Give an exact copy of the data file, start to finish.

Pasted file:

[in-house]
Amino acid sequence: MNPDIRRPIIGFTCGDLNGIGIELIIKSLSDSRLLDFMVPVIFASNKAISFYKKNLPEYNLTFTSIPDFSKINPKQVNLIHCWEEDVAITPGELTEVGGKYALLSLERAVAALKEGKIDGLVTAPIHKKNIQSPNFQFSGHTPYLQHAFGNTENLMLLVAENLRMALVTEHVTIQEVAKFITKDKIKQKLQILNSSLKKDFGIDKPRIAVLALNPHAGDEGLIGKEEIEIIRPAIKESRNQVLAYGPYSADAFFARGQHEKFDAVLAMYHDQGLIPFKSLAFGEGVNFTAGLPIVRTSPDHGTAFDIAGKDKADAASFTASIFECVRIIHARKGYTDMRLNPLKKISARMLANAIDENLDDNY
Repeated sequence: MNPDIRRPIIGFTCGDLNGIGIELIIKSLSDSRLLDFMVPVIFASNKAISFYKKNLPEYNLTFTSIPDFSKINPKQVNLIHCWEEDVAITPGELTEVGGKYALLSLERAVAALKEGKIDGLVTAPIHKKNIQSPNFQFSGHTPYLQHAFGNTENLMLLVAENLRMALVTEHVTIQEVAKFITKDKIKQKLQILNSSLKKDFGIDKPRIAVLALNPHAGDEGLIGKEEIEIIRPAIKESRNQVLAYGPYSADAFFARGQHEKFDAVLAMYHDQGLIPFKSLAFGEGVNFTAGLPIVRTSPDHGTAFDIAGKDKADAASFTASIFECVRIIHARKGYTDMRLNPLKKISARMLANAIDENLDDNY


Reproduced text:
[in-house]
Amino acid sequence: MNPDIRRPIIGFTCGDLNGIGIELIIKSLSDSRLLDFMVPVIFASNKAISFYKKNLPEYNLTFTSIPDFSKINPKQVNLIHCWEEDVAITPGELTEVGGKYALLSLERAVAALKEGKIDGLVTAPIHKKNIQSPNFQFSGHTPYLQHAFGNTENLMLLVAENLRMALVTEHVTIQEVAKFITKDKIKQKLQILNSSLKKDFGIDKPRIAVLALNPHAGDEGLIGKEEIEIIRPAIKESRNQVLAYGPYSADAFFARGQHEKFDAVLAMYHDQGLIPFKSLAFGEGVNFTAGLPIVRTSPDHGTAFDIAGKDKADAASFTASIFECVRIIHARKGYTDMRLNPLKKISARMLANAIDENLDDNY
Repeated sequence: MNPDIRRPIIGFTCGDLNGIGIELIIKSLSDSRLLDFMVPVIFASNKAISFYKKNLPEYNLTFTSIPDFSKINPKQVNLIHCWEEDVAITPGELTEVGGKYALLSLERAVAALKEGKIDGLVTAPIHKKNIQSPNFQFSGHTPYLQHAFGNTENLMLLVAENLRMALVTEHVTIQEVAKFITKDKIKQKLQILNSSLKKDFGIDKPRIAVLALNPHAGDEGLIGKEEIEIIRPAIKESRNQVLAYGPYSADAFFARGQHEKFDAVLAMYHDQGLIPFKSLAFGEGVNFTAGLPIVRTSPDHGTAFDIAGKDKADAASFTASIFECVRIIHARKGYTDMRLNPLKKISARMLANAIDENLDDNY